As Unit 5 prepares to bring students back to the classroom next week, Superintendent Kristen Weikle sought to assure parents that bilingual learners would continue to be supported.
In comments during Wednesday night’s school board meeting at Normal West, Weikle said she’d been made aware of inaccurate information circulating about Unit 5’s bilingual program.
“Bilingual educational work will remain mostly unchanged for students in both remote and hybrid classes of the bilingual program at Cedar Ridge (Elementary),” Weikle said.
She added the transition to hybrid learning will have an impact for the 11 third- and fourth-grade bilingual students who have opted, through their parents, to remain with remote learning. Those students will be placed in monolingual grade-level sections and offered additional ESL and literacy support.
Addressing the misinformation circulating about bilingual learning, Weikle said, “Classes across the district were combined and rearranged as the district is moving to simultaneous remote and hybrid instruction. Changes in class sizes are not just impacting students in the bilingual program at Cedar Ridge. It’s all students, not just a subgroup.”
Unit 5 faces an ongoing shortage of substitute teachers and staff -- a problem only made worse by the COVID-19 pandemic.
The district has been in talks with the service firm Kelly Education to take over staffing substitutes. Unit 5 Business Manager Marty Hickman presented Kelly’s proposal to the board Wednesday, telling members that contracting with a third-party vendor would free up valuable time for district staff.
The responsibility for finding substitutes, often a last-minute endeavor, can fall to teachers, principals, and human resources. Weickle reminded the board that when a sub can’t be found, elementary classes double up with one teacher.
“You can’t do that in COVID,” she said.
Board members acknowledged the need to address staffing shortages, but voiced concern over the cost of retaining outside services.
“Are we budgeted for this?” asked board member Mike Trask.
Hickman acknowledged the service would come with a cost, but said he felt “100% comfortable” with the current budget.
Board member Alan Kalitzky said he would like to see more of a “formulation around the value proposition,” essentially asking for evidence that the monetary spending would be justified by freeing up time for Unit 5 staff.
The board also expressed concerns with the proposal’s timeline, as Hickman said he would like to bring it to vote at the Oct. 28 meeting.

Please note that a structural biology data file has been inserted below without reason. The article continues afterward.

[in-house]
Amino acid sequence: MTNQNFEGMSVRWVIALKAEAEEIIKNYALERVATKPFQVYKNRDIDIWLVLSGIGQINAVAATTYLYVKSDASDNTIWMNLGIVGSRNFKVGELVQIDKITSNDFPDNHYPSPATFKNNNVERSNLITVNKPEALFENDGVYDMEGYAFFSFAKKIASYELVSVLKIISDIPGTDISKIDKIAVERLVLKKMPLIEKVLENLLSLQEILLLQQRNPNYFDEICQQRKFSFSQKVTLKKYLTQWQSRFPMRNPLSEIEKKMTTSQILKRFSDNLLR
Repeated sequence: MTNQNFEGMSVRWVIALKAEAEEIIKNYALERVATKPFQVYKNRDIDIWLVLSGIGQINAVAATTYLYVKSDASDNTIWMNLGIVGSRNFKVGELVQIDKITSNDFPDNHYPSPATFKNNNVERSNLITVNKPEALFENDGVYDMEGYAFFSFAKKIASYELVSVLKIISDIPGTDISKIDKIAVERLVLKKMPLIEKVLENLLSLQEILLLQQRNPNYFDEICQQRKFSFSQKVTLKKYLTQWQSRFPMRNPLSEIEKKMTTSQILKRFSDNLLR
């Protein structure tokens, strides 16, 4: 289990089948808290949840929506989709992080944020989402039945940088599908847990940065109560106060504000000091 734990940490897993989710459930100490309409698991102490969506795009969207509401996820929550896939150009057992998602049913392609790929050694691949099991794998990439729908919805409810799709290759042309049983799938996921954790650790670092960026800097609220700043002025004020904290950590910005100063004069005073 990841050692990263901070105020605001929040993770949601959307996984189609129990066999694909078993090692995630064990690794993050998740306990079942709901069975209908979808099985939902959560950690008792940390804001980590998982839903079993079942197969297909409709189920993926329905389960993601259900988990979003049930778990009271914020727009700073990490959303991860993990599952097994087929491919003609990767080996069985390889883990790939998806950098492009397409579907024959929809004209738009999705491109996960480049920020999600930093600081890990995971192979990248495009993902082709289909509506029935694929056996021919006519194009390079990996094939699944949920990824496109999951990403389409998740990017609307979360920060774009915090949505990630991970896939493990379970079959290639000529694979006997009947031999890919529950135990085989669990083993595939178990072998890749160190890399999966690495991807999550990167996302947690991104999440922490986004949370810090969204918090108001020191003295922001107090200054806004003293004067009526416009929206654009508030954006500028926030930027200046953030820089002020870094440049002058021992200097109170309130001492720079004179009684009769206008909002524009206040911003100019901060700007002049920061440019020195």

Weikle assured the board the contract would be subject to diligent review before being brought up for a vote. “We won’t bring it to the board unless we can do it financially and the benefits outweigh the costs,” she said.
2019-2020 audit report
An audit of the district by the accounting firm CliftonLarsonAllen revealed no financial statement findings or federal findings. In the auditing process, findings indicate that corrective actions need to be taken within the financial operations of a business or entity.
Trask congratulated the district for its efforts, saying that “to come away with an absolutely clean audit is phenomenal.”
Kalitzky agreed, noting the audit was an encouraging signal that the district understands “we have to be diligent with our taxpayer money.”
Also Wednesday night, the school board voted unanimously to approve the 2020-2023 contract with the Unit Five Education Association (UFEA).
Trask abstained from the vote, noting his wife is a member of the teachers union.
Unit 5 attorney Curt Richardson presented the contract, lauding its three-year length as an encouraging measure of stability.
Richardson noted some of the contract’s highlights, including that all teachers in the district will make the state minimum of $40,000 per year by 2022 -- one year earlier than the 2023 deadline established by Illinois law.
The contract also allows for creation of new extracurricular positions in bass fishing, lacrosse, and e-sports.
And all teachers who have been employed for 10 consecutive years by Unit 5 will receive two extra sick days per year.
UFEA president Lindsey Dickinson said she was “ecstatic” that the contract passed.
“A lot of this contract does very good for our students and our staff, so we are extremely excited,” she said. “We just hope moving forward that we’re going to push and work on funding for the district so that moving forward, we’ll be in an easier place whenever our contract expires.”
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